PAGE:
Best Reactions to the Supreme Court's Voting Rights Act Decision
In a 5-4 decision today, the Supreme Court struck down section 4 of the Voting Rights Act, which was passed by Congress in 1965 and amended and extended several times, most recently in 2006. The New York Times says that the decision "frees nine states, mostly in the South, to change their election laws without advance federal approval," also known as "preclearance." After the decision came down, State Attorney General Greg Abbot said Texas would "immediately" enact a voter identification law which had been blocked by a panel of federal judges.
Section 4 of the act determined which states must receive preclearance, based on data about the existence of racial discrimination at the polls. The data was last revised in 1975, though Congress reauthorized its use several times since then. The court did not strike section 5, which maintains the requirement for preclearance, but without a solid new plan for determining those states, which it would be up to the Republican-majority Congress to enact, section 5 has nothing to preclear.
For the majority, Chief Justice Roberts said that things have "changed dramatically" in the affected states in the past 50 years: "Problems remain in those states [Mississippi and Alabama] and others, but there is no denying that, due to the Voting Rights Act, our nation has made great strides." He also noted that that section 4 was "based on 40-year-old facts having no logical relationship to the present day."
In a bench dissent representing her opinion as well as those of justices Breyer, Sotomayor, and Kagan, Justice Ruth Bader Ginsberg said, "In the Court's view, the very success of Section 5 of the Voting Rights Act demands its dormancy. Hubris is a fit word for today's demolition of the VRA." She also stated, “Throwing out preclearance when it has worked and is continuing to work to stop discriminatory changes is like throwing away your umbrella in a rainstorm because you are not getting wet.”
In Blogs and Mainstream Media
Amy Howe, SCOTUS Blog:
When the Court issued yesterday’s decision in Fisher v. University of Texas at Austin, civil rights groups breathed at least a qualified sigh of relief. After months of worrying that the Court might prohibit the use of affirmative action in higher education altogether, affirmative action survives – at least for now. By contrast, today’s decision was pretty much as bad as voting rights groups had feared: although the Court did not strike down the preclearance requirement, it rendered it essentially ineffective until Congress can decide who should be covered by the requirement going forward. And no one expects that to happen anytime soon.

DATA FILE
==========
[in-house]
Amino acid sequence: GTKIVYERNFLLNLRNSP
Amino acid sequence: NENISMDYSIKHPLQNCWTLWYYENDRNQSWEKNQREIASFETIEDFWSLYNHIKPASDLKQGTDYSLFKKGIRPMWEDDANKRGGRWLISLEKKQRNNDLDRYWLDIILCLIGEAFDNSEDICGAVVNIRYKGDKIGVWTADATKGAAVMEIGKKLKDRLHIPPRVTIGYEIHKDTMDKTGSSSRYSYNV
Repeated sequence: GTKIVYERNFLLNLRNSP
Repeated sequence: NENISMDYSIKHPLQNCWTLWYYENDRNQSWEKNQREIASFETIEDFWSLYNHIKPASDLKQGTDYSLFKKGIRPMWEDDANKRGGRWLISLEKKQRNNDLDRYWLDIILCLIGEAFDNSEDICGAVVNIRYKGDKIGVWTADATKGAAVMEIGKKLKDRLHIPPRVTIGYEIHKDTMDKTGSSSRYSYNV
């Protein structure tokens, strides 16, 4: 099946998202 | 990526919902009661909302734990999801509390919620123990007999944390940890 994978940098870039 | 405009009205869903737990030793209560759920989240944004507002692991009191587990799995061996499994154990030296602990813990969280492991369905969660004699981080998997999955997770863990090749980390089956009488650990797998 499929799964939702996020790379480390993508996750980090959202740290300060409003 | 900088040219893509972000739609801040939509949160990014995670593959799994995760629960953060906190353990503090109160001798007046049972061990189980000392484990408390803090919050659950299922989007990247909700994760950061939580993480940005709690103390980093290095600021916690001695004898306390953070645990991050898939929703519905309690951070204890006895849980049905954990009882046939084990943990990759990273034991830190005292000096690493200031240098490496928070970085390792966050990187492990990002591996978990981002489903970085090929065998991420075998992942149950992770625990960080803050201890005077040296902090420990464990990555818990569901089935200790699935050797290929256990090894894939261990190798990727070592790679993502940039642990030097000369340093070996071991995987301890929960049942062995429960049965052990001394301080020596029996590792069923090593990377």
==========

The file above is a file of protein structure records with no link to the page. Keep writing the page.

So did the Supremes leave Congress a way to fix this mess by updating the preclearance formula math? Sure, but that only works if you believe you have a functional Congress and HAHAHA YOU DO NOT.
Janell Ross, in The Root:
Now some voting and civil rights advocates fear that an even more divided and, some say, dysfunctional Congress will be unable to approve a new formula for which communities and states should become or remain subject to Section 5. Or, worse still, minority-voting rights could become a sort of political hostage in larger, ongoing political clashes around public spending or health care.
Amy Davidson, in The New Yorker:
The majority opinion, written by Chief Justice John Roberts, should also dispose of the idea that Roberts and the Court’s other conservatives are modest deferrers who recoil at judicial activism. The decision in this case, Shelby County v. Holder, is about as activist as judges can get.
Eric Posner, in Slate:
What exactly is wrong with the singling out of states by the federal government? Is the idea that when Alabama is on the playground with the other states, they’re going to make fun of it because it had to ask its mama for permission before going out to play? In fact, the federal government doesn’t treat states equally and couldn’t possibly. Nearly all laws affect different states differently.
Nate Silver, at The Five Thirty Eight blog in the New York Times:
To the extent that there would be any effects from abandoning certain requirements, would they help Democrats or Republicans on balance?
The safest answer is that it will tend to help whichever party is in control of the redistricting process in a given state: the fewer legal constraints that party has, the freer it will be to draw Congressional districts as it sees fit. So if Democrats are in charge of the redistricting process in New York in 2020, perhaps they can find a way to squeeze out another Democratic seat or two by splitting up minority voters. And if Republicans are in charge in Texas, perhaps they can avoid giving up as many seats to Democrats by diluting the minority vote in cities like Dallas and Houston.